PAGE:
In The Life of the Mind, Arendt articulates the dangers of not thinking.  ‘What people get used to is less the content of rules, a close examination of which would always lead them into perplexity, than the possession of rules under which to subsume particulars’.  Because of this, inverted new values are taken on most easily by those who supported old ones – in Nazi Germany ‘thou shalt not kill’ was reversed.  And Arendt points out that the ease with which the ‘reversal of the reversal’ occurred after the war ‘should not console us either.  It was actually the same phenomenon.’  Arendt goes further in her report on Eichmann’s trial.  Eichmann, who managed the deportation of Jews to concentration camps, used the defence that he was simply following orders, and admitted that: ‘officialese is my only language’, leading Arendt to observe that he seemed ‘genuinely incapable of uttering a sentence that was not a cliché.’  The staleness of his statements, with his utter obedience to tired language ‘rules’, both revealed and suggested the cause of his brutal lack of thought.

I believe that poetry is the opposite of propaganda.  The Nazis explicitly declared war on thought, saying: Wer Denkt, Zweifelt Schon: ‘he who thinks has already doubted’.  In the current global crisis the propagandists are more sophisticated, but bankers, politicians, corporations and the military still assert rather than explain; manage appearances, rather than give us the facts.  Our language is corrupted by spin, euphemism, sound-bites and untruths.  Opinions are dressed up as fact and fact dismissed as opinion.   The language of the powerful almost always seeks to short-circuit thought.  As such it can lead us into ‘evil-doing’ – complicity with injustice, greed, war, environmental devastation, exploitation.

Poetry can help us to be what Arendt calls: ‘fully alive’.  It can teach us to think – that is, to react to each moment afresh.  When we begin a poem, we should always be ‘making up our mind anew.’ We must avoid the mental laziness of cliché – received phrases, diction, narratives, images or conclusions – and instead respond in a way that is specific.  In doing this, poetry can clear a space for language in which nuance and human particularity can flourish.  And it creates room for the individual reader to think too – a poem should provoke examination and interpretation, not a stock response.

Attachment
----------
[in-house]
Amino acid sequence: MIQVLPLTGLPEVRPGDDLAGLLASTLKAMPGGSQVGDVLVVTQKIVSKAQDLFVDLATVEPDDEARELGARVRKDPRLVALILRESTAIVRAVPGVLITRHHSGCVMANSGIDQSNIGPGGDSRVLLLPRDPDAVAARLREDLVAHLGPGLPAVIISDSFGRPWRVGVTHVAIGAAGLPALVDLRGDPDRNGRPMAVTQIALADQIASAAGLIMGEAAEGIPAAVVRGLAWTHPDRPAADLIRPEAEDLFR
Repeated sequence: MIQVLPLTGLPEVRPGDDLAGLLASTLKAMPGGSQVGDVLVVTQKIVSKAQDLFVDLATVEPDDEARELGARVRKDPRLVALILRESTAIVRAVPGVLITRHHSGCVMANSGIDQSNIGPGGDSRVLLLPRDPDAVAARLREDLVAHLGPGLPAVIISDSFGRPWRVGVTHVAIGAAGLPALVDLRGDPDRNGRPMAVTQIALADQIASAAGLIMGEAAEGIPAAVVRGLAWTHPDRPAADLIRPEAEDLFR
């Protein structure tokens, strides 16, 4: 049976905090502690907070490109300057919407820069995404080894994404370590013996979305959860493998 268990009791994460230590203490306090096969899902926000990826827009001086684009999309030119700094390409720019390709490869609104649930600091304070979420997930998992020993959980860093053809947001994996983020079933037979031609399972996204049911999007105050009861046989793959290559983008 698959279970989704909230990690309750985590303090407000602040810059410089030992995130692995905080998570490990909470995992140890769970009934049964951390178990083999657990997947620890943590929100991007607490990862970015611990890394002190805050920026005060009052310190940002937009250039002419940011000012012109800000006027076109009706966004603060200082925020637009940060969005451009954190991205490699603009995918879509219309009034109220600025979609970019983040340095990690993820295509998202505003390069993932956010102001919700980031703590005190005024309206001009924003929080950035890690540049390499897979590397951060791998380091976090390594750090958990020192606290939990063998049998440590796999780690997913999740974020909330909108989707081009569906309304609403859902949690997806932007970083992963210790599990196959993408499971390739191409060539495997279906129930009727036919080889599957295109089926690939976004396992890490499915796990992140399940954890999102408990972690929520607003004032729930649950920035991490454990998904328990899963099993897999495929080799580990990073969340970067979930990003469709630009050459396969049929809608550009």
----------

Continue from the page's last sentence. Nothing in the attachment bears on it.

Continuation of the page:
Though there is an obligation to be original, we should not claim that poetry has any rules.  After all, the assertion ‘never use full rhymes’ is only the reversal of ‘always use full rhymes’, and just as unthinking.  Form should be an alert, improvised response to the subject.  True poetry is anarchic.

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Lost in Translation

Just a hurried post – term has started, we’re trying to do up the new house, and I’ve had loads of translation work, so everything’s been very busy the last few weeks.  I’m currently copy-editing a collection of Palestinian poetry and preparing a ten-minute talk for International Translation Day at King’s Place on Friday – it looks a great event: I’m really looking forward to hearing Dominic Dromgoole on how Shakespeare works in different languages, and the novelist Andrei Kurkov.

I’ve also been doing five new translations for Somali Week in October – there’s going to be a programme of poetry events at Oxford House in Bethnal Green.  It will be lovely to read with Caasha again, and it’s a chance to make some new discoveries – I’ve particularly been enjoying working on Said Salah’s poems.  James Byrne is also doing some translations and will be reading.  Those interested in sampling one of the world’s great poetry traditions should come along.

It’s been a sad few weeks for the Somali community with the loss of two much loved poets: Faysal Cumar Mushteeg and ‘Gaarriye’.  If you haven’t heard of Gaarriye, he was considered one of the world’s great poets and this beautiful tribute by Sarah Maguire on the Poetry Translation Centre website is a good place to start for background and links to his performances. There’s also a moving post by WN Herbert, who translated much of Gaarriye’s work, here.

Will be back with a proper blog soon…